Gulf tensions and war in Yemen threaten Saudi’s oil exports

US reports have questioned the feasibility of the current Saud House regime for exporting oil through alternative ports to the Strait of Hormuz following recent attacks on its oil tankers.

There are risks to the Kingdom if the Red Sea is used to export its oil instead of the Gulf or the Strait of Hormuz, one of the world’s most important oil export routes, Bloomberg said.

The Saud House system is expanding the Petrolain pipeline, which stretches from oil fields in the east of the Kingdom to its Red Sea ports. The expansion project aims to increase the capacity of the pipeline from 5 million barrels per day to 7 million barrels.

According to informed sources, Saudi is expected to complete the expansion project in September, but a financial report by Aramco shows that the completion of the work will take four years.

Bloomberg explained that the pipeline could be attacked by aircraft march, as in May, when the Houthis attacked by aircraft the facilities in the pipeline.

Bab al-Mandab Strait, linking the Red Sea to the Indian Ocean, is as risky as the Strait of Hormuz, the agency said recalling that two Saudi oil tankers were attacked in the Bab al-Mandab strait last year, prompting Saudi Arabia to halt its crude exports across the Straits of Yemen.

The agency added that the Kingdom after the incidents that have been exposed to the Strait of Hormuz in the past period is concerned about its use in the export of its oil, so it examines all other options.

The alternatives to Saudi depends on the developments in the military tension in the Gulf region. They are also very expensive and take some years to implement, especially large projects such as the Saudi pipeline proposal via Yemen and the proposed pipeline from Dubai.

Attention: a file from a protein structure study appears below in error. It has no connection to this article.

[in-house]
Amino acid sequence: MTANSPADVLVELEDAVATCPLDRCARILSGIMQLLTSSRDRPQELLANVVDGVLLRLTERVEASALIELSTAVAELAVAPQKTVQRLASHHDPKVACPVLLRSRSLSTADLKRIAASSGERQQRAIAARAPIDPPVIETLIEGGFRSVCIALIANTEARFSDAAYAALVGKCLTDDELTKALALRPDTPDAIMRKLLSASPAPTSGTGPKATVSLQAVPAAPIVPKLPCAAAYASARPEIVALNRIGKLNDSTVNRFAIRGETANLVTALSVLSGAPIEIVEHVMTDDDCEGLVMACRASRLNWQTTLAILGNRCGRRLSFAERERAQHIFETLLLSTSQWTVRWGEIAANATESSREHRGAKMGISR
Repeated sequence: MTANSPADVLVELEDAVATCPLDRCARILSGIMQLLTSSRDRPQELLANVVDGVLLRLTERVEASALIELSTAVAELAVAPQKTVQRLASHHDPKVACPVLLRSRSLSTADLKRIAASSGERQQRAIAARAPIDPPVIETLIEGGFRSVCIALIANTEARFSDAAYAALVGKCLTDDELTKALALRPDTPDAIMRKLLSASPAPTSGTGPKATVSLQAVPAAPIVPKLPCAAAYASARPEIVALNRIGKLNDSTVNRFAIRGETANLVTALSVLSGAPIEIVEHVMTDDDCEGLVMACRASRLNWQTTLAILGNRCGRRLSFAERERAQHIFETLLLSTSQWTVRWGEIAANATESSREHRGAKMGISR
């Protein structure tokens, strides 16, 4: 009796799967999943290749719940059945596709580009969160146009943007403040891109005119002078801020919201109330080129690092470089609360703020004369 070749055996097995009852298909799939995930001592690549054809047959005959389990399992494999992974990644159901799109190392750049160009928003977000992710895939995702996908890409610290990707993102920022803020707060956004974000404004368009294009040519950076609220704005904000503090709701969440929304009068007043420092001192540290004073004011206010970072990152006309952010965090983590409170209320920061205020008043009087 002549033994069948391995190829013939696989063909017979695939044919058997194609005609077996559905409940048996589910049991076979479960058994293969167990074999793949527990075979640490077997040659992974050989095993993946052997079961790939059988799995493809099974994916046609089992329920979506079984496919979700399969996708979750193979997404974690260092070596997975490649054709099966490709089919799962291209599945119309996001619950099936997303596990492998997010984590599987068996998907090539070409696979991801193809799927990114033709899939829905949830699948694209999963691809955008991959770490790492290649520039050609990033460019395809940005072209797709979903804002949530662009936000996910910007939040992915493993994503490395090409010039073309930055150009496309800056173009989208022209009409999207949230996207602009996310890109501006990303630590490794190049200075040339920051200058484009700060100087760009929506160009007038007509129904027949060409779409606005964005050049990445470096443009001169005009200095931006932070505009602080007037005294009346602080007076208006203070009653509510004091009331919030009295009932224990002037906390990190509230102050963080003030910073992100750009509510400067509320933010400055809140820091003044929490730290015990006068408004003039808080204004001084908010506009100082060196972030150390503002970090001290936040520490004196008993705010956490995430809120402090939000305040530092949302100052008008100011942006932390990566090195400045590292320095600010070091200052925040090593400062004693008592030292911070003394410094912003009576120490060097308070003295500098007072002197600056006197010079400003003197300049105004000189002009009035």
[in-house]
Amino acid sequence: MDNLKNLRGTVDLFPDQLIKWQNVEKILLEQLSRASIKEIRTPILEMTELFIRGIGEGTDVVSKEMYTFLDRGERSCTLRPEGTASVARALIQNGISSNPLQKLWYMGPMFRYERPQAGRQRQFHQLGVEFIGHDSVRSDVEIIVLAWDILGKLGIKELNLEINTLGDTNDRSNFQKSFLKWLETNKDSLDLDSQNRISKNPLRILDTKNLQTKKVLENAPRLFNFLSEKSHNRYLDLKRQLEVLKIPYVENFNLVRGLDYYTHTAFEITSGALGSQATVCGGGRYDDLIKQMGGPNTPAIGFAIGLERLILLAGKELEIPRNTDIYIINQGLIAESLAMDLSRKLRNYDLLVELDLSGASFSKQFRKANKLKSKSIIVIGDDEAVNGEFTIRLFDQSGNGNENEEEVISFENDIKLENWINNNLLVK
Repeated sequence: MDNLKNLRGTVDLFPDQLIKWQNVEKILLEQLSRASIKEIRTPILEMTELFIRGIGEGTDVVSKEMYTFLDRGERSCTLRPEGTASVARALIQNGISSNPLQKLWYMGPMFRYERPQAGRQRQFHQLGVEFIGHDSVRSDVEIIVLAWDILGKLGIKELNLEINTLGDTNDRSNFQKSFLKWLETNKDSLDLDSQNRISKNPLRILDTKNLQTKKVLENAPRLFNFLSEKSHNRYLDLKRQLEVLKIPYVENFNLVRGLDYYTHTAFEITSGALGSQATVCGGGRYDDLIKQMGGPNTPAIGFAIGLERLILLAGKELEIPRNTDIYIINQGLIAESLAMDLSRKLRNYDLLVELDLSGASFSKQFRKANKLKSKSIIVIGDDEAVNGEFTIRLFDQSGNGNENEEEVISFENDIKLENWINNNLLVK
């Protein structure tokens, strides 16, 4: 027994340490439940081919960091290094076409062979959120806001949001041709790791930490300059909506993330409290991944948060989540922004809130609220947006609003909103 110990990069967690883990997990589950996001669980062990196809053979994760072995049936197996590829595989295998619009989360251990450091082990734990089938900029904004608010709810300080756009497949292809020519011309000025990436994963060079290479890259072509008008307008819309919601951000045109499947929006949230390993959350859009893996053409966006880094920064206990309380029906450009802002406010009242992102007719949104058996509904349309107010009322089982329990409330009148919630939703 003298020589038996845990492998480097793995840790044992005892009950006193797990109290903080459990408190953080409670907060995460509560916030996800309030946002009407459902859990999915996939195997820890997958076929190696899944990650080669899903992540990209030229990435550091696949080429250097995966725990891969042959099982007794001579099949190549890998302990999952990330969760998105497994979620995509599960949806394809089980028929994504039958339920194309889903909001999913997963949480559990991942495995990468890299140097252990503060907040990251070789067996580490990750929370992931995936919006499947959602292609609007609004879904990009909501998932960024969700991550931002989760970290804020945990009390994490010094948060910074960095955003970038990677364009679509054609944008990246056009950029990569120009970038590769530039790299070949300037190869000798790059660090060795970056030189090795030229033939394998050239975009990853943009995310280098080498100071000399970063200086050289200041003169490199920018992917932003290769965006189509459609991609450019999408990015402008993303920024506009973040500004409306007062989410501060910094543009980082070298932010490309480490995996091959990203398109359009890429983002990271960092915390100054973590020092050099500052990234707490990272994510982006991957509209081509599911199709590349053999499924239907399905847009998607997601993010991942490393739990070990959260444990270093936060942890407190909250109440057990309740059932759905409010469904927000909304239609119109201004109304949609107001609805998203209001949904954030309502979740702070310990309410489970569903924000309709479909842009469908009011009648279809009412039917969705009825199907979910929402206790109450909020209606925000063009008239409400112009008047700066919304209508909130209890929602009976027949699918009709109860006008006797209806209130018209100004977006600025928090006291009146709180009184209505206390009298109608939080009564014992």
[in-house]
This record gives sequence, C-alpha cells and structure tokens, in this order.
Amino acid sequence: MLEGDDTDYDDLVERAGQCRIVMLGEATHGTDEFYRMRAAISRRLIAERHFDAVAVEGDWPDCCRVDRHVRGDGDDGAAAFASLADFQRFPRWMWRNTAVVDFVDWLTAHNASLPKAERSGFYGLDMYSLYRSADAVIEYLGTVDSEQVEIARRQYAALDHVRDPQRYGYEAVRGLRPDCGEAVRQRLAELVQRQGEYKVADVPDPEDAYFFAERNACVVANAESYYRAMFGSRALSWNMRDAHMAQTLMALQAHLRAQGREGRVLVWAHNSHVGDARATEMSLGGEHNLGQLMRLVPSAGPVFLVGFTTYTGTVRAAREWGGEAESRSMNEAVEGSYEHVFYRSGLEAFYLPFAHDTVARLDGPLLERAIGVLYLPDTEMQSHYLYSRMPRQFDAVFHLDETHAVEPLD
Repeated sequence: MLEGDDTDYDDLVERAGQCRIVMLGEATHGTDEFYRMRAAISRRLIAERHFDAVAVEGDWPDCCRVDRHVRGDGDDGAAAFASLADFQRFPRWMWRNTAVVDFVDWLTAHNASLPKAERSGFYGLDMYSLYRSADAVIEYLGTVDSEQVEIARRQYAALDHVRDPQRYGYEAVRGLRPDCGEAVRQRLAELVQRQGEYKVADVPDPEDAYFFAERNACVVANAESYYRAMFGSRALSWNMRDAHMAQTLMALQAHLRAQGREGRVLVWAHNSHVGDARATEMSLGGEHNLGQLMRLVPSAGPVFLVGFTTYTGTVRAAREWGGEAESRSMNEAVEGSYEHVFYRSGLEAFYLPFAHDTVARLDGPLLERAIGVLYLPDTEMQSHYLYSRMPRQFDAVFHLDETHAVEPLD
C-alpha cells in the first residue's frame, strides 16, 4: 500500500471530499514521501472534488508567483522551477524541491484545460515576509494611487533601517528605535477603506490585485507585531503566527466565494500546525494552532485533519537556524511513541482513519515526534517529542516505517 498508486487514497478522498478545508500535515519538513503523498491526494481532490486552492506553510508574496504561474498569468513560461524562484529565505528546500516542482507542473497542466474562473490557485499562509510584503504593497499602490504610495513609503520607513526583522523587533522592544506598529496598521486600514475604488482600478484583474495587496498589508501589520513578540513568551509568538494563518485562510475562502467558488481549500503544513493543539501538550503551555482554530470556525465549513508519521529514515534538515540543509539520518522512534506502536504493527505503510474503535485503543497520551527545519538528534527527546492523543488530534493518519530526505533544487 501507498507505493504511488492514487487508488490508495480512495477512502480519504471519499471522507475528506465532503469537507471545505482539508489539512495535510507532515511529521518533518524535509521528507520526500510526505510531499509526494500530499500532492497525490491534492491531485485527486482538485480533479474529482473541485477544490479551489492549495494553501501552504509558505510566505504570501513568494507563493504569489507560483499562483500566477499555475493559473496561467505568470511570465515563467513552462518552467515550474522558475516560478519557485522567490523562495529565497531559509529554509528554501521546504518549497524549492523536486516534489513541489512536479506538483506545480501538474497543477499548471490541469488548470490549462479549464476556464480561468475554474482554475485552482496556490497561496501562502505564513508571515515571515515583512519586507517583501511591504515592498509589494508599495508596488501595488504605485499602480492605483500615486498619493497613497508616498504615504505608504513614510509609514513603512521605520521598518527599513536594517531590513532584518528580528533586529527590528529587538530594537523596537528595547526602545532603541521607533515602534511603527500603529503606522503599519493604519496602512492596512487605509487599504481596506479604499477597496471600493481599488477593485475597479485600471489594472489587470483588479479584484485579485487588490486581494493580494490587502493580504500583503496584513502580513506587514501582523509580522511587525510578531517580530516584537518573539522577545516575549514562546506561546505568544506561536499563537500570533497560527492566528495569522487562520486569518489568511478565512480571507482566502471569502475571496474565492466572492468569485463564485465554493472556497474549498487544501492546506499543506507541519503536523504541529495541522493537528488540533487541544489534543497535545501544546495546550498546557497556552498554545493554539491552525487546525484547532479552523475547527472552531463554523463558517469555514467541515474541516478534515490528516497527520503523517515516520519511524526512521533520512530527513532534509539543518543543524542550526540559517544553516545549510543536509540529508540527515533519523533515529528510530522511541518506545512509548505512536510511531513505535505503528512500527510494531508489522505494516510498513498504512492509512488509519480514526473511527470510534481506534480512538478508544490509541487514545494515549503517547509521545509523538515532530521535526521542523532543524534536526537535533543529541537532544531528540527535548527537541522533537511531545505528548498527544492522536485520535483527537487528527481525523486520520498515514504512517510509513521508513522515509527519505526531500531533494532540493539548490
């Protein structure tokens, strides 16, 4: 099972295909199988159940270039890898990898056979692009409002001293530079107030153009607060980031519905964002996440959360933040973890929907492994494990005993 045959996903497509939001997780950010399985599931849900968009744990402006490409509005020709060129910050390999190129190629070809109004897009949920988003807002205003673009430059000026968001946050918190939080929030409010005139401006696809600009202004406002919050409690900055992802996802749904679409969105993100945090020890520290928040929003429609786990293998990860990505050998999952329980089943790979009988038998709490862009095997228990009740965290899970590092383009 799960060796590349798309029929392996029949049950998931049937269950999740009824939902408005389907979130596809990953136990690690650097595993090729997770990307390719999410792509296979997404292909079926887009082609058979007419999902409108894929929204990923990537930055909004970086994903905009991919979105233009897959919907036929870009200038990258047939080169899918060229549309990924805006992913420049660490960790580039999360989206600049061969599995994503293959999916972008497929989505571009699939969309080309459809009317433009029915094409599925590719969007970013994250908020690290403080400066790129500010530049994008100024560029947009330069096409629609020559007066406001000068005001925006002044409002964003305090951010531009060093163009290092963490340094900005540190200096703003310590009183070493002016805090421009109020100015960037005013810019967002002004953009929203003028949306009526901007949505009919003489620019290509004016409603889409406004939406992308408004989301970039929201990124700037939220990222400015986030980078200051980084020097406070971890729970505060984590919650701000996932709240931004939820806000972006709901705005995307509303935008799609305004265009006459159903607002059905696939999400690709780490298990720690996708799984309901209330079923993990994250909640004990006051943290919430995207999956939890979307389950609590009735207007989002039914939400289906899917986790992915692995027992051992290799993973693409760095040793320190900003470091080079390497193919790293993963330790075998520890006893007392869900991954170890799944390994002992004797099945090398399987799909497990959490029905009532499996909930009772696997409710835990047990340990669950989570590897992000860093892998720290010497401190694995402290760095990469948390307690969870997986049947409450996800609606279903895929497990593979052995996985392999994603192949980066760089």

Other alternatives proposed by S & P Plats, “Canal Salman”, were proposed by the Center for the Arab Century for Saudi Studies in Riyadh and the system requested a study.

The study, prepared by the Saudi Center, proposes the construction of a 950-kilometer canal at an estimated cost of $ 80 billion linking the Arabian Sea to the Arabian Gulf. According to the study, the channel will make its way through the Kingdom along 630 kilometers, and then pass through Yemen along 320 kilometers.

The United States is seeking to build a global naval alliance to form a naval force to guard the freedom of navigation in the Gulf region. So far, Britain and some European countries have agreed to participate in this force. British naval forces are currently escorting British-flagged vessels through the Strait of Hormuz. The United States has pledged to provide maritime protection to Gulf oil tankers.

Japanese Prime Minister Shinzo Abe, who imports about 3.5 million bpd from the Arab region, is expected to agree to send a naval force to the Gulf.

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